Who We Are
Meet Our Dedicated Leadership Team
Introducing the passionate individuals leading the Native Land Institute. Our diverse team brings a wealth of experience, knowledge, and commitment to the protection of sacred lands and Indigenous rights. Learn more about the roles they play in shaping the direction of our organization.
Chair of the Board, she/they
From the Indigenous Nations of Sandia Pueblo and Yuchi, Julia Bernal is the Executive Director of the Pueblo Action Alliance. She is pursuing dual master’s degrees in Water Resources and Community and Regional Planning at the University of New Mexico. She advocates for Water Back, Land Back, the rematriation of all stolen water resources and ancestral lands, and the decommodification of all that is sacred. They also serve as a board member of the Middle Rio Grande Water Advocates and chair the Native Land Institute.
Romir Lahiri is the New Mexico Associate Program Director for Conservation Lands Foundation, and is based in Tiwa lands. Originally from Kolkata, India, Romir moved to New Mexico at a young age with his family and developed a deep love for the outdoors. While pursuing a Bachelors in Health and Exercise Science from Colorado State University, Romir dove into studying the intersections between access to the outdoors, conservation, and public health. In his time at Conservation Lands Foundation, Romir has consistently advocated for community-based conservation efforts around New Mexico and Arizona, with a focus on centering indigenous and other local communities in these campaigns. He is committed to working on conservation through an Environmental Justice lens and hopes to see the original caretakers of these stolen lands not only be prioritized in these protection campaigns but to lead this work moving forward.
Mayane Barudin advocates for inclusive renewable energy policy development and implementation. A proud Indigenous woman and a Tribal member of Kewa Pueblo in New Mexico, Mayane hopes to enable economic prosperity and environmental justice for her community and Indigenous peoples through energy policy reform and statewide solar campaign initiatives. Her work prioritizes environmental and energy justice for historically underserved communities. Mayane serves as Interior West Deputy Program Director for Vote Solar and works on legislative campaigns and regulatory intervention throughout the region. Mayane also started Sovereign Energy as a native-led nonprofit organization to help center Tribal energy sovereignty and Indigenous voices within the renewable energy transition to enable energy reparations and sustainability for Indigenous peoples. Mayane identified her focus on advocating for the just energy transition after working with the United Nations Secretariat of the Permanent Forum on Indigenous Issues (SPFII) and organizing with local and national non-profits to push a solar transition within Tribal nations and at a state level. She has completed her Master of Science in Environmental Change and Management at the University of Oxford and received her Bachelor’s at the University of Colorado at Boulder.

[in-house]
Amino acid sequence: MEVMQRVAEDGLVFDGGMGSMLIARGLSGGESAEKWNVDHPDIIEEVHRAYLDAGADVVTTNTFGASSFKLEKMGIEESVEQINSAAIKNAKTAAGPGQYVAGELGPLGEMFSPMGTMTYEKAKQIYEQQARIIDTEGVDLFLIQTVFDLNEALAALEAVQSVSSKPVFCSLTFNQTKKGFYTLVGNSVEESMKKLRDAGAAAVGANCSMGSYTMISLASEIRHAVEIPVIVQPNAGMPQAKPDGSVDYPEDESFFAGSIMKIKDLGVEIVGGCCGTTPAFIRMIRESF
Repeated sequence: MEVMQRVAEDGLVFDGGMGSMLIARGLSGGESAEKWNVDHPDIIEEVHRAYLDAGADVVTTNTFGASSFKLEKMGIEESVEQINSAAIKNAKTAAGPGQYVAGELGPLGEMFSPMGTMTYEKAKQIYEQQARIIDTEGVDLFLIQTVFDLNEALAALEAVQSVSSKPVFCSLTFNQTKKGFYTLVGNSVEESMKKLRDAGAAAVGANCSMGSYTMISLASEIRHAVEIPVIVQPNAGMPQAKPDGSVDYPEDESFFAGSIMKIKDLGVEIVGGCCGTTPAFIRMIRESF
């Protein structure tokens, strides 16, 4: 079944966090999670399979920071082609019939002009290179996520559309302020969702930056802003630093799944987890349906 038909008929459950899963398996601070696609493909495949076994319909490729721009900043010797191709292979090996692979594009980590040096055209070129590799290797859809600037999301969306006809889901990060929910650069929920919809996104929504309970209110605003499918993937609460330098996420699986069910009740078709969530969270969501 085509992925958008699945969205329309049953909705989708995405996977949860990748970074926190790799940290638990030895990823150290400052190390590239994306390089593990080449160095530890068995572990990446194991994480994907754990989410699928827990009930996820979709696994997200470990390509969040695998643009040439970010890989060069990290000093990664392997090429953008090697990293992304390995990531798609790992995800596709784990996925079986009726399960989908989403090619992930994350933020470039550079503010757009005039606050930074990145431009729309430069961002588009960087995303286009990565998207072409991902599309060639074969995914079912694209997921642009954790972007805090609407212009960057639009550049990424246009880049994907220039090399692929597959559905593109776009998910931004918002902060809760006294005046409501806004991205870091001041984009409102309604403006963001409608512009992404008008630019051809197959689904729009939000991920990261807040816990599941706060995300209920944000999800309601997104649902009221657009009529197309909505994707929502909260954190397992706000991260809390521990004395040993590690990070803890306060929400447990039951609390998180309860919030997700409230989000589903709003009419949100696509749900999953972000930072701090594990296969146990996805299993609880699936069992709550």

Brian Vallo is a member of the Pueblo of Acoma in New Mexico where he recently completed three terms as Governor. Brian has dedicated over 30 years working on sacred sites protection, repatriation of ancestors and cultural patrimony, historic preservation, Native language revitalization, cultural tourism, and the arts. An independent consultant, Brian works with museums throughout the country and internationally on exhibit development, collections reviews and stewardship, education, and policy development. Brian serves as a Trustee at the National Museum of the American Indian and is a member of numerous national boards including the Conservation Lands Foundation and Keystone Policy Center. A self-taught potter and painter, Brian’s art is inspired by historic Pueblo pottery as well as the cultural and natural landscape of Acoma.
Over the past 19 years, Sarah has organized and worked with communities in San Francisco, CA and in Southern New Mexico where she was born and raised, on issues ranging from affordable housing, immigration reform, conservation and economic dignity. Sarah is a coach, facilitator and organizer who understands the experiences and traumas we bring to movement spaces and invites people to examine the healing potential of doing our “inner work” while also practicing powerful “outer work”. Sarah is an avid outdoorsman, conservationist and loves exploring New Mexico’s Gila Wilderness and the desert near her home in Las Cruces, NM.
Keegan King brings nearly 20 years of political and public policy experience to his role as the founder and Executive Director of the Native Land Institute. A proud member of the Pueblo of Acoma tribe, he has built a career specializing in government affairs and advocacy.
In 2009, Keegan established Atsaya Consulting, a Native-owned political consulting firm, leveraging his expertise to make a difference. His leadership has extended to various national and statewide organizations, such as the New Mexico Democratic Legislative Campaign Committee, the Pushback Network, and United We Dream.
At the Native Land Institute, Keegan is dedicated to promoting economic, environmental, and social justice for Native Americans while protecting their cultural heritage for generations to come.